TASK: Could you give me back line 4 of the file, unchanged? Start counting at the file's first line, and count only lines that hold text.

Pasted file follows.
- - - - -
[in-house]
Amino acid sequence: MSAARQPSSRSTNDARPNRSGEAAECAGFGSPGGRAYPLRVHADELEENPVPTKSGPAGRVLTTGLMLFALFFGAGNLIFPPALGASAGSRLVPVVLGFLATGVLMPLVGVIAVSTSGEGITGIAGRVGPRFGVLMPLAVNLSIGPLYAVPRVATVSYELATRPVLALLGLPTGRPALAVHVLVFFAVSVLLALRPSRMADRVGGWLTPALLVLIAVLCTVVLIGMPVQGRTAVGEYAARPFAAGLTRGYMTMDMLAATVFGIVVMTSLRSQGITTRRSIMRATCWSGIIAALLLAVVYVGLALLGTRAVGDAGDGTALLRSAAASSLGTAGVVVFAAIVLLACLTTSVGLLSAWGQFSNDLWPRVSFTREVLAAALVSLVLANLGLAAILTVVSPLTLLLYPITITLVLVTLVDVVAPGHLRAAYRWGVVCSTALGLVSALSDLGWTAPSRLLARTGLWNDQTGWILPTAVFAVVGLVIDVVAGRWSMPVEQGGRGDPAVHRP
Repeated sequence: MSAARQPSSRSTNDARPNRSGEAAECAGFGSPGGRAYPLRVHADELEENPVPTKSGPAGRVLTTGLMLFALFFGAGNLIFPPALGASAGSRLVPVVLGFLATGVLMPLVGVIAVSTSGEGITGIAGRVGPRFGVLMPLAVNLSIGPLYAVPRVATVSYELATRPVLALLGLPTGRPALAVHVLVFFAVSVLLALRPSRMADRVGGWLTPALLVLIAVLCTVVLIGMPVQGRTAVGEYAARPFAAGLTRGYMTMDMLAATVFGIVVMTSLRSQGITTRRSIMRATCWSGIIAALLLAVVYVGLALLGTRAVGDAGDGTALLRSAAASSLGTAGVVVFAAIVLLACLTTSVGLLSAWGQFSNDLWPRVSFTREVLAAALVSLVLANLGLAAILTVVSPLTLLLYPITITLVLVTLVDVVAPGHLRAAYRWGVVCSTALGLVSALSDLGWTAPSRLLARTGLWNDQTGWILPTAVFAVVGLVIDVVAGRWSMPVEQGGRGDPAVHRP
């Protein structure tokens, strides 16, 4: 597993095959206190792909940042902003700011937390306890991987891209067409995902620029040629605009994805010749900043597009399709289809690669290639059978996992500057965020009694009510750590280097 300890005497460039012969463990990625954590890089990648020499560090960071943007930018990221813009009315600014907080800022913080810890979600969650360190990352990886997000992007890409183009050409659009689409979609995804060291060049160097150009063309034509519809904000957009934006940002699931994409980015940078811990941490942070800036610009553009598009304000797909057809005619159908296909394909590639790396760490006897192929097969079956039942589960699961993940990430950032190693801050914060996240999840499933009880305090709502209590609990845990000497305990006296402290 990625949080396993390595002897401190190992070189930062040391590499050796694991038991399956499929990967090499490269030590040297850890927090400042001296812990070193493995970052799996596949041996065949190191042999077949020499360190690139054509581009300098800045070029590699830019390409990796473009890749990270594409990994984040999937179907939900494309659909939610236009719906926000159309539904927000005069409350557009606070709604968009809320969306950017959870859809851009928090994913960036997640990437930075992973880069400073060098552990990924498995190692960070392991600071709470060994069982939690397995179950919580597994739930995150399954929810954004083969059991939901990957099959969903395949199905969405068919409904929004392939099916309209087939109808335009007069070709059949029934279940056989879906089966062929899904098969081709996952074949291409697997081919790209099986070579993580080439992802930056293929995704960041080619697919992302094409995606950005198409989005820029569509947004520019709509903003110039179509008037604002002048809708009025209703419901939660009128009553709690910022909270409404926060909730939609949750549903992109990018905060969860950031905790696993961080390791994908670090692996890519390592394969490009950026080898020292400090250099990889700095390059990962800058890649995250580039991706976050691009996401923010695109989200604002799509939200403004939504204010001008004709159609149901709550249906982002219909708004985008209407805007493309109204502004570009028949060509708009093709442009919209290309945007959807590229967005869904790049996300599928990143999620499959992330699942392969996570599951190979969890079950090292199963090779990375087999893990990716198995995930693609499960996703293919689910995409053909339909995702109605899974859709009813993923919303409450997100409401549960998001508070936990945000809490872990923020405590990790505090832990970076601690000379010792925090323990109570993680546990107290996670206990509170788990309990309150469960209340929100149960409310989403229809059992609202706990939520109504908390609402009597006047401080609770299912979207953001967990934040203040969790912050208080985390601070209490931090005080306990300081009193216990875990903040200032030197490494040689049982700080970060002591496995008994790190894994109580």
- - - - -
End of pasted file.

């Protein structure tokens, strides 16, 4: 597993095959206190792909940042902003700011937390306890991987891209067409995902620029040629605009994805010749900043597009399709289809690669290639059978996992500057965020009694009510750590280097 300890005497460039012969463990990625954590890089990648020499560090960071943007930018990221813009009315600014907080800022913080810890979600969650360190990352990886997000992007890409183009050409659009689409979609995804060291060049160097150009063309034509519809904000957009934006940002699931994409980015940078811990941490942070800036610009553009598009304000797909057809005619159908296909394909590639790396760490006897192929097969079956039942589960699961993940990430950032190693801050914060996240999840499933009880305090709502209590609990845990000497305990006296402290 990625949080396993390595002897401190190992070189930062040391590499050796694991038991399956499929990967090499490269030590040297850890927090400042001296812990070193493995970052799996596949041996065949190191042999077949020499360190690139054509581009300098800045070029590699830019390409990796473009890749990270594409990994984040999937179907939900494309659909939610236009719906926000159309539904927000005069409350557009606070709604968009809320969306950017959870859809851009928090994913960036997640990437930075992973880069400073060098552990990924498995190692960070392991600071709470060994069982939690397995179950919580597994739930995150399954929810954004083969059991939901990957099959969903395949199905969405068919409904929004392939099916309209087939109808335009007069070709059949029934279940056989879906089966062929899904098969081709996952074949291409697997081919790209099986070579993580080439992802930056293929995704960041080619697919992302094409995606950005198409989005820029569509947004520019709509903003110039179509008037604002002048809708009025209703419901939660009128009553709690910022909270409404926060909730939609949750549903992109990018905060969860950031905790696993961080390791994908670090692996890519390592394969490009950026080898020292400090250099990889700095390059990962800058890649995250580039991706976050691009996401923010695109989200604002799509939200403004939504204010001008004709159609149901709550249906982002219909708004985008209407805007493309109204502004570009028949060509708009093709442009919209290309945007959807590229967005869904790049996300599928990143999620499959992330699942392969996570599951190979969890079950090292199963090779990375087999893990990716198995995930693609499960996703293919689910995409053909339909995702109605899974859709009813993923919303409450997100409401549960998001508070936990945000809490872990923020405590990790505090832990970076601690000379010792925090323990109570993680546990107290996670206990509170788990309990309150469960209340929100149960409310989403229809059992609202706990939520109504908390609402009597006047401080609770299912979207953001967990934040203040969790912050208080985390601070209490931090005080306990300081009193216990875990903040200032030197490494040689049982700080970060002591496995008994790190894994109580």